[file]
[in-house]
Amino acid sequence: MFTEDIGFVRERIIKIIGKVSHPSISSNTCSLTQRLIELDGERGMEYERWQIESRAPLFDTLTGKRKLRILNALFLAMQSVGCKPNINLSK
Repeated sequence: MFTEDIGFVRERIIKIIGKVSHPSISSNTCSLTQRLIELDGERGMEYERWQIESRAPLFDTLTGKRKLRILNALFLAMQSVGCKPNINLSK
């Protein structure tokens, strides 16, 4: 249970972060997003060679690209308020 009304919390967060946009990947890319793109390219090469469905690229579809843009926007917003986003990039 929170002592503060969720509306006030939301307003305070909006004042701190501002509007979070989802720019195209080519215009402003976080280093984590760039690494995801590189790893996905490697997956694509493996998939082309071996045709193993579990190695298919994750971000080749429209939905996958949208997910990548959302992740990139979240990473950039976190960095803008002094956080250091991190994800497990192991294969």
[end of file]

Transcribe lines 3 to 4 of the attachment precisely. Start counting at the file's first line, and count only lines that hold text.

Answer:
Repeated sequence: MFTEDIGFVRERIIKIIGKVSHPSISSNTCSLTQRLIELDGERGMEYERWQIESRAPLFDTLTGKRKLRILNALFLAMQSVGCKPNINLSK
């Protein structure tokens, strides 16, 4: 249970972060997003060679690209308020 009304919390967060946009990947890319793109390219090469469905690229579809843009926007917003986003990039 929170002592503060969720509306006030939301307003305070909006004042701190501002509007979070989802720019195209080519215009402003976080280093984590760039690494995801590189790893996905490697997956694509493996998939082309071996045709193993579990190695298919994750971000080749429209939905996958949208997910990548959302992740990139979240990473950039976190960095803008002094956080250091991190994800497990192991294969």